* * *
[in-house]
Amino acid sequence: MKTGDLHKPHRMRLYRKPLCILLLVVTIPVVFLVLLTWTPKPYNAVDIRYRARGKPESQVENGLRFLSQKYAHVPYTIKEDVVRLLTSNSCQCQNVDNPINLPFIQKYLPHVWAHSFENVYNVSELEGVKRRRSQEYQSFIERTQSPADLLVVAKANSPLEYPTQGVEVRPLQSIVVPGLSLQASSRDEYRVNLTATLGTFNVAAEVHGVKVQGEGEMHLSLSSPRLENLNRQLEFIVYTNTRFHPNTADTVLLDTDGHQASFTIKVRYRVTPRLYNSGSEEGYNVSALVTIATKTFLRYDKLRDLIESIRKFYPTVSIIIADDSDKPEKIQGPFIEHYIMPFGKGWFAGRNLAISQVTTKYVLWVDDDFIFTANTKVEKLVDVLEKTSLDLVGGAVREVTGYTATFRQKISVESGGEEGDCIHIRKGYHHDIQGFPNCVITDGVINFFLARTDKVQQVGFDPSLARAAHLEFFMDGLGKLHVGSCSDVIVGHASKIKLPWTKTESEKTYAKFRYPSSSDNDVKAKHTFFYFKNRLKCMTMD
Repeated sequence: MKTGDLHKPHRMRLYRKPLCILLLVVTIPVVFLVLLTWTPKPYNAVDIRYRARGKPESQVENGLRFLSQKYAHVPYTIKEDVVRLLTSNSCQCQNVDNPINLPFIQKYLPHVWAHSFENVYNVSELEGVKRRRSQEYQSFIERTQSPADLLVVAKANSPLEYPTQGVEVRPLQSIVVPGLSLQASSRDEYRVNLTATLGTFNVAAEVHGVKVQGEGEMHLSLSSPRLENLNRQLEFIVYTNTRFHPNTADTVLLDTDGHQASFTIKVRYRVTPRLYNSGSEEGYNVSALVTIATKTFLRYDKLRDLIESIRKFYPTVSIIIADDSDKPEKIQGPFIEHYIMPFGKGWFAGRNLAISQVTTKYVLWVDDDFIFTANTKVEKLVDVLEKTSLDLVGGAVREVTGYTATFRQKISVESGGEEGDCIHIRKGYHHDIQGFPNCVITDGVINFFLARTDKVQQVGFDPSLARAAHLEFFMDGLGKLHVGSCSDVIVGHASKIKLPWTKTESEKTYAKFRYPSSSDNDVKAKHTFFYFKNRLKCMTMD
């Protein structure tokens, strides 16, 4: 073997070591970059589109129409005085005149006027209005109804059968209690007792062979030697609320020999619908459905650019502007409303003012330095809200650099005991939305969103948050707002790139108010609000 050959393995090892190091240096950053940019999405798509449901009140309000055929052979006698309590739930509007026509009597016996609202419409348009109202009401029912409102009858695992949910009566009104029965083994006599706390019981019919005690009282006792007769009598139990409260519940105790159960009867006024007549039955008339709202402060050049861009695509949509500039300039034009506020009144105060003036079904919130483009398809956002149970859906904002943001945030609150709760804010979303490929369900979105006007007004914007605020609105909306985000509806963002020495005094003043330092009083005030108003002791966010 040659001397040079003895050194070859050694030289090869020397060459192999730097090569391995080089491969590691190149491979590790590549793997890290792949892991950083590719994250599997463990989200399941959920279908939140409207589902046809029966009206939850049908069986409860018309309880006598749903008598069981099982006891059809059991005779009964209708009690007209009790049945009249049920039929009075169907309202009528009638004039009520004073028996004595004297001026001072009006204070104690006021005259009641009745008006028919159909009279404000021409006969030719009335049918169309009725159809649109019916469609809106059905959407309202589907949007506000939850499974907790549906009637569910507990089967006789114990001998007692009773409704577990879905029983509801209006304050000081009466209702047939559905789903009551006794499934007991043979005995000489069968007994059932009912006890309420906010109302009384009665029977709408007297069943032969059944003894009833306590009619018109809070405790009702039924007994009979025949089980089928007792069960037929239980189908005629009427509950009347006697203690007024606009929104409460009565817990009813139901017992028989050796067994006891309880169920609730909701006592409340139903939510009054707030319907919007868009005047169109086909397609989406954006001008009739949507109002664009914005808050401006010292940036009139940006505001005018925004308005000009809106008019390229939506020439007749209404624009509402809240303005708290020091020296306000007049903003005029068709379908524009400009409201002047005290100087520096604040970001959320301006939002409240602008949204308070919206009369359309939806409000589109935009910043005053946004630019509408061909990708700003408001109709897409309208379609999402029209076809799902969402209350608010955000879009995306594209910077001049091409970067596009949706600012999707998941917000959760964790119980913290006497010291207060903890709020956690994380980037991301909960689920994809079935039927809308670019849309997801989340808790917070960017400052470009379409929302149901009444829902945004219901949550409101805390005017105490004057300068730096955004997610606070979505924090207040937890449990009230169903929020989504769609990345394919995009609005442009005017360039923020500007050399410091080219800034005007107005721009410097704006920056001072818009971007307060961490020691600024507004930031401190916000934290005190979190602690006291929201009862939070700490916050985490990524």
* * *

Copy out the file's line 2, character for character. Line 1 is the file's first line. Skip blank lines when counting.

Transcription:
Amino acid sequence: MKTGDLHKPHRMRLYRKPLCILLLVVTIPVVFLVLLTWTPKPYNAVDIRYRARGKPESQVENGLRFLSQKYAHVPYTIKEDVVRLLTSNSCQCQNVDNPINLPFIQKYLPHVWAHSFENVYNVSELEGVKRRRSQEYQSFIERTQSPADLLVVAKANSPLEYPTQGVEVRPLQSIVVPGLSLQASSRDEYRVNLTATLGTFNVAAEVHGVKVQGEGEMHLSLSSPRLENLNRQLEFIVYTNTRFHPNTADTVLLDTDGHQASFTIKVRYRVTPRLYNSGSEEGYNVSALVTIATKTFLRYDKLRDLIESIRKFYPTVSIIIADDSDKPEKIQGPFIEHYIMPFGKGWFAGRNLAISQVTTKYVLWVDDDFIFTANTKVEKLVDVLEKTSLDLVGGAVREVTGYTATFRQKISVESGGEEGDCIHIRKGYHHDIQGFPNCVITDGVINFFLARTDKVQQVGFDPSLARAAHLEFFMDGLGKLHVGSCSDVIVGHASKIKLPWTKTESEKTYAKFRYPSSSDNDVKAKHTFFYFKNRLKCMTMD